ZS: I also think its enhanced by the fact the costumes aren’t just risqué for the sake of being risqué. So, for us on the performing end of it, it’s not about going out there and looking good, but about the character having the confidence to be that way for the other characters.
EB: It’s also a critique on the power dynamics of why you need to be naked on stage, why female nudity in particular is necessary.
CW: Women are often asked to dress down and show off and it’s not the same standard for male nudity, it doesn’t happen as often.
Do you have a favourite line of dialogue?
CW: My favourite line, which is also a really good summary of the power dynamic, is ‘what do you know about my nature, besides what you’ve decided about it?’. That speaks a lot about what goes on in the play within a play.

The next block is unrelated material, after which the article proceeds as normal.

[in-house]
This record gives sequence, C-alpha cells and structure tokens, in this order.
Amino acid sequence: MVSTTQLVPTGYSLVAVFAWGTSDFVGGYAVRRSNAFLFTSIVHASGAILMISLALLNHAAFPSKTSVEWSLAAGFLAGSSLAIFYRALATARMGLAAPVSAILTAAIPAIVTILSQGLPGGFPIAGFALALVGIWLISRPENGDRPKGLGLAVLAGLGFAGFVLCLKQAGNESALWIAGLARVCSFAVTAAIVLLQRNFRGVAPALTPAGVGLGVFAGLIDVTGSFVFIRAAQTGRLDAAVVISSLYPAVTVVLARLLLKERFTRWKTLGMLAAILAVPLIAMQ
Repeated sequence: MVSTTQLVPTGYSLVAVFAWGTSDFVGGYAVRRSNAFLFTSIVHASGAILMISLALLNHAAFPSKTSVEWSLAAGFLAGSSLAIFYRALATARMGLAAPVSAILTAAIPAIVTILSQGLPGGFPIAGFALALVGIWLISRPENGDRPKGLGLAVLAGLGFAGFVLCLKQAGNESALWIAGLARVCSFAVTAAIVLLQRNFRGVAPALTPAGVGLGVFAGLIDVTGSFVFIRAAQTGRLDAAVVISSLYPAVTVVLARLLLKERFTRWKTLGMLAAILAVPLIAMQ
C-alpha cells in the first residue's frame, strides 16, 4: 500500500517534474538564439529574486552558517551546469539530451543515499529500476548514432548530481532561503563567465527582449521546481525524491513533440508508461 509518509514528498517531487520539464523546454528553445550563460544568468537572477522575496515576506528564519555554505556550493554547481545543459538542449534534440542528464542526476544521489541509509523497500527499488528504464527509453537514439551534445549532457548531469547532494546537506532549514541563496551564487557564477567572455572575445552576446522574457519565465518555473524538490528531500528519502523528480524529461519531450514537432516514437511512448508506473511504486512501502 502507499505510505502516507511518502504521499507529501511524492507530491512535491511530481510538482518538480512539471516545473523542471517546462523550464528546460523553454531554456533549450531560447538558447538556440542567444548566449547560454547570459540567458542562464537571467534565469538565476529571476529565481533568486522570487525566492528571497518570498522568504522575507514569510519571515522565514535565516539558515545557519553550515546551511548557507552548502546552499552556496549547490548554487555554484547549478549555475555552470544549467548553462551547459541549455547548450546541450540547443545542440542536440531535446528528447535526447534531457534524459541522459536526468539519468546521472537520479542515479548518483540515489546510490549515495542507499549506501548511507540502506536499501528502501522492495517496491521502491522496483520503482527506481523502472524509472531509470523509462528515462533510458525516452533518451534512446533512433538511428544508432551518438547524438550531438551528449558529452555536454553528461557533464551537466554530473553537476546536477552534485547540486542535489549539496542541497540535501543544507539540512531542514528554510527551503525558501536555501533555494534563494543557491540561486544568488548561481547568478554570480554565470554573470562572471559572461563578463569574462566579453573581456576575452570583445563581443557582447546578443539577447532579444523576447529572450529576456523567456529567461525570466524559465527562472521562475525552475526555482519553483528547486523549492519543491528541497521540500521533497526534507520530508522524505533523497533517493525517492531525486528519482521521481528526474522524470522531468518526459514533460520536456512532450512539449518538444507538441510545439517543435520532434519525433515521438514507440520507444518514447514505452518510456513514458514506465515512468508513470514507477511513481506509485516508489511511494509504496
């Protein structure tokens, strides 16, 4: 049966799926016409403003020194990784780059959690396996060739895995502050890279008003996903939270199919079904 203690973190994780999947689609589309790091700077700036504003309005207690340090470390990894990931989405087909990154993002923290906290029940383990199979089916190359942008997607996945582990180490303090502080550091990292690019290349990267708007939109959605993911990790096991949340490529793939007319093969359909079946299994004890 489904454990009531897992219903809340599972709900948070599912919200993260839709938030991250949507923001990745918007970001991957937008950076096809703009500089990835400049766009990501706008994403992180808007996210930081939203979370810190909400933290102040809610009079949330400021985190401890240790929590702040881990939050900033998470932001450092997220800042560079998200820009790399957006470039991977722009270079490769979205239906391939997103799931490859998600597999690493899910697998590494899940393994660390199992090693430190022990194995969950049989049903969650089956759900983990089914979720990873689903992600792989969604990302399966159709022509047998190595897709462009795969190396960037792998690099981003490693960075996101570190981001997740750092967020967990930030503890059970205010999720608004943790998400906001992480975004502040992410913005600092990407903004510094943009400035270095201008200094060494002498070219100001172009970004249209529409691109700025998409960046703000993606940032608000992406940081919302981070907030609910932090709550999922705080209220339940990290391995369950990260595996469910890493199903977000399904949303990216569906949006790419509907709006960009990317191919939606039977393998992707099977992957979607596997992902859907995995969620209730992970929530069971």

ZS: I like that little section where Thomas reveals under the shell about why he thinks he wrote this story, and saying how it’s about people having out sized emotions or erratic emotions you don’t normally get in life. It’s a small insight into how he's standoffish and it’s the most realist moment of artistic integrity. But his artistic integrity is somewhere buried underneath his ingrained misogyny.
CW: It’s wafer thin.
What’s one reason you want people to see this show?
CW: I think for me it’s that you’re going to have fun, it’s a fun play, but you’re also going to think. You have to think about things that we used to consider a necessary evil, like the casting couch -I remember my grandparents warning me about the casting couch. This is a play that says it’s really not okay anymore.
EB: If anyone is looking to take on a new perspective about gender relations, because it’s a complex case and it’s a discussion I think more than anything else.
ZS: I’m going to quote one of the original actors from the Broadway production and I think they said ‘when you come home from this piece your either going to have the best sex of your life or breakup with your partner.’ So, either way you’re going to have an eventful night.
EB: That’s the kind of intensity this show is, just for the intensity – come along.